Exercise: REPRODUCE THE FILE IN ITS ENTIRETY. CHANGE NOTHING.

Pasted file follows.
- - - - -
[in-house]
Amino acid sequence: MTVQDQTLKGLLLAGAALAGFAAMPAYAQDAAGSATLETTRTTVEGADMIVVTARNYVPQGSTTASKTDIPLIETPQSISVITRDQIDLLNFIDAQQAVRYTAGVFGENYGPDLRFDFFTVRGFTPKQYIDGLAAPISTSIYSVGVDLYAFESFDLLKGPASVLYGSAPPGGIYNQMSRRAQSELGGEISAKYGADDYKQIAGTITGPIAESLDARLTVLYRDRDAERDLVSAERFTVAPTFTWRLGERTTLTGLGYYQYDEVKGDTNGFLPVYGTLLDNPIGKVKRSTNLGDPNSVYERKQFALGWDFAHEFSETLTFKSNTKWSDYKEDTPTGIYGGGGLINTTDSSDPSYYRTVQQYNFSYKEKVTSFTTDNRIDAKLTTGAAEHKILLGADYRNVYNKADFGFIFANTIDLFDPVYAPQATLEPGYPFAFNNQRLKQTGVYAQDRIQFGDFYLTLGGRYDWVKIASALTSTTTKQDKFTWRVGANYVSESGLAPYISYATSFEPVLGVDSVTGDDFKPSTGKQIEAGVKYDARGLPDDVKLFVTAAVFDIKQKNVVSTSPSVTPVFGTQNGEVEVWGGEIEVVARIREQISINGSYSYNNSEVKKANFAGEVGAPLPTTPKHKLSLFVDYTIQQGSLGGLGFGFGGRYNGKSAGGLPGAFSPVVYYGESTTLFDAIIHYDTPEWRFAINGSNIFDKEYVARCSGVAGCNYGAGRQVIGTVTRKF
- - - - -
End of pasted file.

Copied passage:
[in-house]
Amino acid sequence: MTVQDQTLKGLLLAGAALAGFAAMPAYAQDAAGSATLETTRTTVEGADMIVVTARNYVPQGSTTASKTDIPLIETPQSISVITRDQIDLLNFIDAQQAVRYTAGVFGENYGPDLRFDFFTVRGFTPKQYIDGLAAPISTSIYSVGVDLYAFESFDLLKGPASVLYGSAPPGGIYNQMSRRAQSELGGEISAKYGADDYKQIAGTITGPIAESLDARLTVLYRDRDAERDLVSAERFTVAPTFTWRLGERTTLTGLGYYQYDEVKGDTNGFLPVYGTLLDNPIGKVKRSTNLGDPNSVYERKQFALGWDFAHEFSETLTFKSNTKWSDYKEDTPTGIYGGGGLINTTDSSDPSYYRTVQQYNFSYKEKVTSFTTDNRIDAKLTTGAAEHKILLGADYRNVYNKADFGFIFANTIDLFDPVYAPQATLEPGYPFAFNNQRLKQTGVYAQDRIQFGDFYLTLGGRYDWVKIASALTSTTTKQDKFTWRVGANYVSESGLAPYISYATSFEPVLGVDSVTGDDFKPSTGKQIEAGVKYDARGLPDDVKLFVTAAVFDIKQKNVVSTSPSVTPVFGTQNGEVEVWGGEIEVVARIREQISINGSYSYNNSEVKKANFAGEVGAPLPTTPKHKLSLFVDYTIQQGSLGGLGFGFGGRYNGKSAGGLPGAFSPVVYYGESTTLFDAIIHYDTPEWRFAINGSNIFDKEYVARCSGVAGCNYGAGRQVIGTVTRKF